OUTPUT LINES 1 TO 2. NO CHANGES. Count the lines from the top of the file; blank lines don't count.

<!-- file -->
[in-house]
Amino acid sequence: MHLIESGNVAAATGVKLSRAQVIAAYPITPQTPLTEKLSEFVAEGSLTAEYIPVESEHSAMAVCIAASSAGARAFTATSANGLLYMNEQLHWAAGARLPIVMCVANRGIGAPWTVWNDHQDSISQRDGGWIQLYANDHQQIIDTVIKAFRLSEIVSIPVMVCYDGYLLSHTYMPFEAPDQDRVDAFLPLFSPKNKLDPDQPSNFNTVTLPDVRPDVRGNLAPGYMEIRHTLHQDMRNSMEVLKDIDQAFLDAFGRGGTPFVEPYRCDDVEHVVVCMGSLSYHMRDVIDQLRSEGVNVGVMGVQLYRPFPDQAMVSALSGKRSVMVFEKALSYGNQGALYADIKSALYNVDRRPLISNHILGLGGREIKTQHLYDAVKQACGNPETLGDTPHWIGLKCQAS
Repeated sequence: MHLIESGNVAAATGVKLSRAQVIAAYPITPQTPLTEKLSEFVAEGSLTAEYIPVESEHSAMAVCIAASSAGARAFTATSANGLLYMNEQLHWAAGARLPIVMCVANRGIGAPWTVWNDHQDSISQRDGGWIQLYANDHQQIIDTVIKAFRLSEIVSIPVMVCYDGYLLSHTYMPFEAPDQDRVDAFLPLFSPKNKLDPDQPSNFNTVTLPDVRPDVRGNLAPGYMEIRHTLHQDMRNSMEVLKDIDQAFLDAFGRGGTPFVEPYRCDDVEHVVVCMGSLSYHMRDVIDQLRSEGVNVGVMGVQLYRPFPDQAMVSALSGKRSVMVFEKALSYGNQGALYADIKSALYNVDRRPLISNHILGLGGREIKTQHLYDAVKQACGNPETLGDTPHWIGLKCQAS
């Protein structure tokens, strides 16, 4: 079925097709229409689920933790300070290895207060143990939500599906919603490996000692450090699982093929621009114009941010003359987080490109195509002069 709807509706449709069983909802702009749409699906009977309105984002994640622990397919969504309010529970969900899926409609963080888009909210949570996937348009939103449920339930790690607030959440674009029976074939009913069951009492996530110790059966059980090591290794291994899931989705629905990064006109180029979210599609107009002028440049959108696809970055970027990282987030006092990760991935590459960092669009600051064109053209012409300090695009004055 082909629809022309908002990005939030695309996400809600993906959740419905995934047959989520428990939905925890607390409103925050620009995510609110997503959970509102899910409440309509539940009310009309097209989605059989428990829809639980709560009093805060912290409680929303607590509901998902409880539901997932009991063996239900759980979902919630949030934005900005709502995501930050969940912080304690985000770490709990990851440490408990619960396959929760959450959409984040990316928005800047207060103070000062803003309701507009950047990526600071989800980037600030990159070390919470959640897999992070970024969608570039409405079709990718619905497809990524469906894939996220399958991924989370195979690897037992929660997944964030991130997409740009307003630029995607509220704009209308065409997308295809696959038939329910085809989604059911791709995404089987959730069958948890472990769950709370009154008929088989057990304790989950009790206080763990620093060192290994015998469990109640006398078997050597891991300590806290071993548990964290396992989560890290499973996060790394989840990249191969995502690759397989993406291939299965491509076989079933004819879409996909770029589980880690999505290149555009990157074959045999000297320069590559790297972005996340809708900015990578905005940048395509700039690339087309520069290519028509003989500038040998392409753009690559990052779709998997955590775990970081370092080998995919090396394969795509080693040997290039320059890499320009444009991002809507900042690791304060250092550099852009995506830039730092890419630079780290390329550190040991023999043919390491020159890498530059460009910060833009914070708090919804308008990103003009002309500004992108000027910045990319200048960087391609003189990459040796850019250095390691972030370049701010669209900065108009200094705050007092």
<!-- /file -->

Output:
[in-house]
Amino acid sequence: MHLIESGNVAAATGVKLSRAQVIAAYPITPQTPLTEKLSEFVAEGSLTAEYIPVESEHSAMAVCIAASSAGARAFTATSANGLLYMNEQLHWAAGARLPIVMCVANRGIGAPWTVWNDHQDSISQRDGGWIQLYANDHQQIIDTVIKAFRLSEIVSIPVMVCYDGYLLSHTYMPFEAPDQDRVDAFLPLFSPKNKLDPDQPSNFNTVTLPDVRPDVRGNLAPGYMEIRHTLHQDMRNSMEVLKDIDQAFLDAFGRGGTPFVEPYRCDDVEHVVVCMGSLSYHMRDVIDQLRSEGVNVGVMGVQLYRPFPDQAMVSALSGKRSVMVFEKALSYGNQGALYADIKSALYNVDRRPLISNHILGLGGREIKTQHLYDAVKQACGNPETLGDTPHWIGLKCQAS